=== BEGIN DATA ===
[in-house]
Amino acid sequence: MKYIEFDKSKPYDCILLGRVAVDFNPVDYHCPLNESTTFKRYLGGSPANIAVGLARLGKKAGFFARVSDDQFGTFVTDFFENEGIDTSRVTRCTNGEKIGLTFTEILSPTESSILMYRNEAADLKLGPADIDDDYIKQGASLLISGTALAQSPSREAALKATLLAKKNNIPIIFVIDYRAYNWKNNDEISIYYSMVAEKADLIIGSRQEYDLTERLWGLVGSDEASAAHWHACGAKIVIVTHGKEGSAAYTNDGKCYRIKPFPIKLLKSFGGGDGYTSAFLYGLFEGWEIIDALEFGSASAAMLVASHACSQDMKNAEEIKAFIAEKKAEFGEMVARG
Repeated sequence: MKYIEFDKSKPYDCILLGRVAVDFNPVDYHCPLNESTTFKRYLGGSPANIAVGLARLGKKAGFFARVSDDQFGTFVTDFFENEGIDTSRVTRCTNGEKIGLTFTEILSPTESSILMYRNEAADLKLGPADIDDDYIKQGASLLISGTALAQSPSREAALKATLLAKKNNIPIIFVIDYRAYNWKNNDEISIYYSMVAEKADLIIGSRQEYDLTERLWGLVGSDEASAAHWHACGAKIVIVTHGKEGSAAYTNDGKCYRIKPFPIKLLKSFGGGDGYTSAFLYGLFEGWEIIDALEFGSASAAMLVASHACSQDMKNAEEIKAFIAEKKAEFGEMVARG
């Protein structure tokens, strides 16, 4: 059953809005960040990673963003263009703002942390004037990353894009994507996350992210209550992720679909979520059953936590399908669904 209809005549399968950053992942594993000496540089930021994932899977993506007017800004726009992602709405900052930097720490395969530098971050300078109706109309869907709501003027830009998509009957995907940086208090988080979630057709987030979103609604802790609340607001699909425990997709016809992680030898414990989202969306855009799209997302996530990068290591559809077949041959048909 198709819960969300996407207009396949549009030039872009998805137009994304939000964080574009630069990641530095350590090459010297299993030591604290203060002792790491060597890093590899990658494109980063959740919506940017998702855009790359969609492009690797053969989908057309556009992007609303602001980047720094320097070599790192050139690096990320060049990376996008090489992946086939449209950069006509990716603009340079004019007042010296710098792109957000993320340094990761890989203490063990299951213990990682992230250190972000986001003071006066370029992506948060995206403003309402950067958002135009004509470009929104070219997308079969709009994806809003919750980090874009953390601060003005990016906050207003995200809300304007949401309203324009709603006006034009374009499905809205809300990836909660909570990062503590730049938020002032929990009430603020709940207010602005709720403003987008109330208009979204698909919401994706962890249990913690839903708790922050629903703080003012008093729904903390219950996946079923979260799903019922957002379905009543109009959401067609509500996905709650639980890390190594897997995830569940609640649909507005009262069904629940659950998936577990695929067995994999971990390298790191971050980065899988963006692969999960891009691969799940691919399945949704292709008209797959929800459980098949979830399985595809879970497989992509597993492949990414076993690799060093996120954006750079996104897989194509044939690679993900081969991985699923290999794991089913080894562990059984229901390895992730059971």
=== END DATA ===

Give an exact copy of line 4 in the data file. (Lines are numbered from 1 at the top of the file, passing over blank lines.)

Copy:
């Protein structure tokens, strides 16, 4: 059953809005960040990673963003263009703002942390004037990353894009994507996350992210209550992720679909979520059953936590399908669904 209809005549399968950053992942594993000496540089930021994932899977993506007017800004726009992602709405900052930097720490395969530098971050300078109706109309869907709501003027830009998509009957995907940086208090988080979630057709987030979103609604802790609340607001699909425990997709016809992680030898414990989202969306855009799209997302996530990068290591559809077949041959048909 198709819960969300996407207009396949549009030039872009998805137009994304939000964080574009630069990641530095350590090459010297299993030591604290203060002792790491060597890093590899990658494109980063959740919506940017998702855009790359969609492009690797053969989908057309556009992007609303602001980047720094320097070599790192050139690096990320060049990376996008090489992946086939449209950069006509990716603009340079004019007042010296710098792109957000993320340094990761890989203490063990299951213990990682992230250190972000986001003071006066370029992506948060995206403003309402950067958002135009004509470009929104070219997308079969709009994806809003919750980090874009953390601060003005990016906050207003995200809300304007949401309203324009709603006006034009374009499905809205809300990836909660909570990062503590730049938020002032929990009430603020709940207010602005709720403003987008109330208009979204698909919401994706962890249990913690839903708790922050629903703080003012008093729904903390219950996946079923979260799903019922957002379905009543109009959401067609509500996905709650639980890390190594897997995830569940609640649909507005009262069904629940659950998936577990695929067995994999971990390298790191971050980065899988963006692969999960891009691969799940691919399945949704292709008209797959929800459980098949979830399985595809879970497989992509597993492949990414076993690799060093996120954006750079996104897989194509044939690679993900081969991985699923290999794991089913080894562990059984229901390895992730059971």